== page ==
Record Review: Shake 10″ EP

Sire | UK | 10″ | 1979 | SIR 4016

Shake: Shake UK 10″ [1979]

  1. Culture Shock
  2. Glass House
  3. Dream On
  4. [But] Not Mine

About 18 months ago, I detailed a brace of Rezillos side projects that I still needed to get into the Record Cell. It wasn’t too much later when I finally came across the right copy of this record to buy*, and moving forward, I finally listened to the actual record and herein lies my tale.

* Hint – it didn’t involve overseas postage

Inside the wonderful Batman-title-card pastiche sleeve design, one finds the EP leading off with a track that will be familiar to Rezillos fans.

Sire Records | UK | LP | 1979 | SRK 6069

This posthumous Rezillos live album, issued in the Spring of 1979, first featured Jo Callis’ zippy track “Culture Shock” in a live version that never made it to the studio until after the band fissured. Eugene Reynolds and Fay Five moved to form the even ginchier Revillos and the remaining Angel Paterson, Jo Callis, and Simon Templar spun off into Shake, with the addition of Troy Tate on vocals. I miss Fay but Tate isn’t a million miles away from Reynolds gruff vocals and the song is a killer sweet tune no matter how you slice it. The lyrics are very witty and I’ve never herd a song express these sentiments before. The band tear it up just like they did on the live version – con gusto. You’re left with pop-punk perfection, as ever, from the talented pen of Callis. As I mentioned last year, this EP had a 7″ of “Culture Shock” released from it as a 45 [!] and I’d still like to have one of those on the racks. Just because.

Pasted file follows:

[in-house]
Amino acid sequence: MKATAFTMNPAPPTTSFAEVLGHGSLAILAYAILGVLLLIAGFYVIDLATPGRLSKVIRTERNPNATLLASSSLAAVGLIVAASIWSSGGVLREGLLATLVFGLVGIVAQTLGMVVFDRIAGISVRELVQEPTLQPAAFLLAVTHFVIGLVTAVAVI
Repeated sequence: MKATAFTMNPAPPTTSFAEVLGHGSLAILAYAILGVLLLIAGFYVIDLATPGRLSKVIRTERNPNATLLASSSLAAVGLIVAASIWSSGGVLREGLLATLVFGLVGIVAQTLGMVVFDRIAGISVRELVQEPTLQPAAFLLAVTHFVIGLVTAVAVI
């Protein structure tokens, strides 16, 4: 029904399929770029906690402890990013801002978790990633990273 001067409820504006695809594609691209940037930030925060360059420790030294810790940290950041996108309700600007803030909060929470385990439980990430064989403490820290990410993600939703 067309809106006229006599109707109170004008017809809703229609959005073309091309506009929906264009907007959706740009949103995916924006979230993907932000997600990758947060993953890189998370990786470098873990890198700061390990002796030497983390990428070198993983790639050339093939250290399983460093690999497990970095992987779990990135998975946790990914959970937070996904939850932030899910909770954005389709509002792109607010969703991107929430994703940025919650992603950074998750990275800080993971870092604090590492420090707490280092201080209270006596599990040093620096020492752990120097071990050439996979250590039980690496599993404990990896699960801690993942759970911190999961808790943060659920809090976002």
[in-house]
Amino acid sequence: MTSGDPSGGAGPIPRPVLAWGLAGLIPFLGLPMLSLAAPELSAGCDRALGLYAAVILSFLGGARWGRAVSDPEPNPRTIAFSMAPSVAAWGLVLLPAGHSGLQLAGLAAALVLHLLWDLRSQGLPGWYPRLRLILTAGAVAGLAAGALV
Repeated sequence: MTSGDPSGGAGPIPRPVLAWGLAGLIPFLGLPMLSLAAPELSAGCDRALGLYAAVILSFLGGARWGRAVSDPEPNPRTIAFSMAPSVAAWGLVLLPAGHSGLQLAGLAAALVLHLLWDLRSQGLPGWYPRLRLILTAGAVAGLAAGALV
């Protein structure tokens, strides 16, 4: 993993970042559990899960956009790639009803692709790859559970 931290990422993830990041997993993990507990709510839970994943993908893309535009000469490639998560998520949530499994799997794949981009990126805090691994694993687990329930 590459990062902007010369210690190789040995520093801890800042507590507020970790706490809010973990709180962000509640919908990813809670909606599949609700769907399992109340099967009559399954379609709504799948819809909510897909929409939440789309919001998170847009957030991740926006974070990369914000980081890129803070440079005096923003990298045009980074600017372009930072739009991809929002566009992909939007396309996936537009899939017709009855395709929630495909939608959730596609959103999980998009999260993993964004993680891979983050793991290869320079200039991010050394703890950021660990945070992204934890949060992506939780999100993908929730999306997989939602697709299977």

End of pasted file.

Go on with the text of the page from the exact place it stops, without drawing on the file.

“Glass House” is another high energy number that was A-side material with some more good lyrics from the dependable Callis. Templar’s bass in right in your face as fans of The Rezillos, will be glad to hear. Troy Tate’s vocals here remind me a lot of Paul Weller’s; not shocking considering the way that The Jam were dominating the UK consciousness at this time. “Dream On” is more pop-punk with a neat Morse code guitar hook from Callis counterpointing the song’s propulsive energy.

“[But] Not Mine” is a high energy wrapup for this EP that opens with another classic Templar bassline. You can almost sing “Ballroom Blitz” to the intro! This 3:49 track fades out but the listener is left with an instro coda that functions as a hidden bonus track and takes the track timing out to a full 5:00! It’s an unnamed surf/spy workout that someone in earshot just kindly informed me that recalls the animated X-Men TV series theme from the 90s! This would no doubt gladden Jo Callis’ pop culture loving heart, if not his wallet. So Jo Callis certainly managed to make some good records without his vocal cohorts from The Rezillos. I’ll get to more rundowns on the Shake/S.H.A.K.E./Jo Callis solo singles for another day. But this little 10″ gem should be in your sights if you have any love for The Rezillos. And if you don’t have any love for the Rezillos… I feel sorry for you, pally.

– 30 –

About postpunkmonk

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2 Responses to Record Review: Shake 10″ EP

  1. Echorich says:

    I’ve heard Culture Shock and Glass House before. Fun stuff really. I’m a Troy Tate fan, think he should have gone on to bigger things after his daliance with Julian Cope. I need to find the Troy Tate produced first Smiths album – only ever heard the two tracks released.
    Back to Shake… I love their enegy and ability to sound fresh with a sound that was already getting dated fast. There’s a similar feel in the first few Stiff Little Fingers singles from the same period. I still have a hard time putting the Jo Callis of Rezillos/Shake with the same Jo Callis who would guide Human League’s Dare a few years later.


  2. postpunkmonk says:

    Echorich – “Glass House” makes me recall The Jam, but I can certainly hear the SLF of which you speak! As for Jo Callis and The League, I recall being amazed that there had been a Human League/Rezillos crossover, but it worked, didn’t it? Like a fiend. Hats off to Bob Last!


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